My wife has been thinking.
“Honey.” she says. “I’ve been thinking.”
“You know what having a baby reminds me of?”
I lie there motionless, eyes closed and mouth open, a bit of dribble slopping out of the side of my mouth. A sexier image, you will surely not hear of today.
“Like travelling on the 6:30am Ryanair flight to London whilst looking after a crack addict, EVERYDAY!” she replies. “You’re standing in a Ryanair queue before the sun comes up. You’re so tired that it feels as though your skin is about to fall off your body, and all the while, someone with manic eyes is pawing at you, pleadingly”
I nod at my wise wife. She’s hit the nail on the head. I’ve been trying to put my finger on the feeling for a few weeks now, but I think this tiny, female, milk providing soothsayer has nailed it.
“All we need now is for some bastard to turn up at our front door selling scratch cards!” she adds.
I think what my wife’s analogy is alluding to is that we are constantly tired and our baby appears to be going through cold turkey every two to three hours. She wakes up in a blind panic. She’s frantic! She’s desperate! Only one thing will quench this furious desire. That thing being a nipple spurting milk. I haven’t tried my wife’s milk, but by the reaction of her one, sole customer, that’s some good shit she’s peddling!
A thought hits me. Maybe my wife should open a milk bar, like the one in A Clockwork Orange! It would surely go down like a house on fire in Shoreditch. They’d be arriving on their penny farthings and queuing around the block to sample, what I have no doubt, is seriously addictive stuff. But then I start to worry that my wife’s lactation process won’t be able to keep up with her customer’s demand. I‘m also worrying that there will be complaints to Watchdog that she is dealing a new, legal drug. What would its street name be? ‘White Candy’ maybe. We might need to buy a camper van and head out in to the desert to replenish our ‘White Candy’ stocks. It sounds like a lot of work. I decide that I don’t want that stress for my wife. It’s at this moment in time that I start to realise that I'm suffering from delirium, brought on by sleep deprivation.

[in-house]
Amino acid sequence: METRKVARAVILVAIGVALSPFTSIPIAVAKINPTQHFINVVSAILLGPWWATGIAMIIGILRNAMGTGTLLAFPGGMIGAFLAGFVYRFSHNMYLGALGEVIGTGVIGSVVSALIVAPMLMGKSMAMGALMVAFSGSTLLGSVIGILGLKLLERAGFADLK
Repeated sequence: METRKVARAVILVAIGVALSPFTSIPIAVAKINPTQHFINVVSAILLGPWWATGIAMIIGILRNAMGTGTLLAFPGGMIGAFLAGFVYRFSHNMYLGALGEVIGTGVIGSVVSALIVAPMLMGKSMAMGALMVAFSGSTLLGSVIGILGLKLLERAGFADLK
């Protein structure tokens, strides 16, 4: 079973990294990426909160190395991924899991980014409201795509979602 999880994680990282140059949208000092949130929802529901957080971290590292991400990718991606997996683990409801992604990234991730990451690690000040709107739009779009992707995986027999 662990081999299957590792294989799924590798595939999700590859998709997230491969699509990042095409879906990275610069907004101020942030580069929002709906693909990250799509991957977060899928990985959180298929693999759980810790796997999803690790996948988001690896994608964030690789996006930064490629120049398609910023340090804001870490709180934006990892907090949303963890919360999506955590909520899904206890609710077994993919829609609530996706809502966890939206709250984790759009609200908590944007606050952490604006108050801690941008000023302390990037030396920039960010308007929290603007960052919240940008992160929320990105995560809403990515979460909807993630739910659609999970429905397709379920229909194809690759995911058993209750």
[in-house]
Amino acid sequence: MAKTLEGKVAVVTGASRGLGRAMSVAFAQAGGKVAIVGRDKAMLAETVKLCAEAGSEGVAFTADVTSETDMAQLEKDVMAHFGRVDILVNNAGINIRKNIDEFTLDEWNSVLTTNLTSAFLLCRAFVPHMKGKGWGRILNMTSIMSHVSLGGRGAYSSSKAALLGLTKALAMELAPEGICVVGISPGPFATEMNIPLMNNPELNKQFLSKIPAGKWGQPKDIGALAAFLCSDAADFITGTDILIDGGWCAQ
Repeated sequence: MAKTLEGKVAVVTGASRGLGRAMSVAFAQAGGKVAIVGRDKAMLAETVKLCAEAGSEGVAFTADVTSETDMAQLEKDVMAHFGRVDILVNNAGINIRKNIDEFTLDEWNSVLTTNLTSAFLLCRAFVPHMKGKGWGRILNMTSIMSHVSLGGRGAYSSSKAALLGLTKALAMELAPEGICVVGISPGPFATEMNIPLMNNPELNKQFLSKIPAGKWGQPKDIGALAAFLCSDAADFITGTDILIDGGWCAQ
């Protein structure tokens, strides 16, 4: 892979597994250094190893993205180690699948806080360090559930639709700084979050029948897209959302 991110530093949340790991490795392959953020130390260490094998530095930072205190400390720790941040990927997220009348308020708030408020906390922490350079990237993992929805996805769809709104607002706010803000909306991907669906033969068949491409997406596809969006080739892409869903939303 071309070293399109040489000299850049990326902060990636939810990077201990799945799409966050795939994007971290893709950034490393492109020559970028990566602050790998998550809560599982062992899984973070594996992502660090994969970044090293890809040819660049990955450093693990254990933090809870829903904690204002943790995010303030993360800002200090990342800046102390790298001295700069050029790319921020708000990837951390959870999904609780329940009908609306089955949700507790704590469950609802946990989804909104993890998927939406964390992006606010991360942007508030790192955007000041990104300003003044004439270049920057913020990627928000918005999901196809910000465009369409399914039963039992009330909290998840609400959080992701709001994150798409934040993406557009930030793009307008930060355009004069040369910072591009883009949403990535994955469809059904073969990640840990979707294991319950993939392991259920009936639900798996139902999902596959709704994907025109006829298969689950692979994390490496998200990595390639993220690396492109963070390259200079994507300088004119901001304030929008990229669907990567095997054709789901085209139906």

To be fair to our little girl, she does actually sleep through the night like a fleshy little log. The problem is, we don’t. The reason being that Mila often makes a choking sound during the night that suggests that she can’t breath. Concerned by this, we speak to the doctor and he assures us that it’s quite common. Basically she can’t yet swallow properly so either milk, mucus or both often gets stuck in her throat.
We are momentarily relieved until he adds, “You should keep an eye on her though as there is a chance that she can suffocate in her sleep.”
Great. That’s sleeping off the menu for the foreseeable future then.
But anyway, today I am getting a temporary reprieve from our ‘White Candy' loving, wheezy little human cub. I have been given a green card by my kindly wife and I intend to use it wisely. I’ve now been in Budapest for more than two months, but I’m yet to visit one of the city's amazing thermal spas. Today is the day where I rectify this.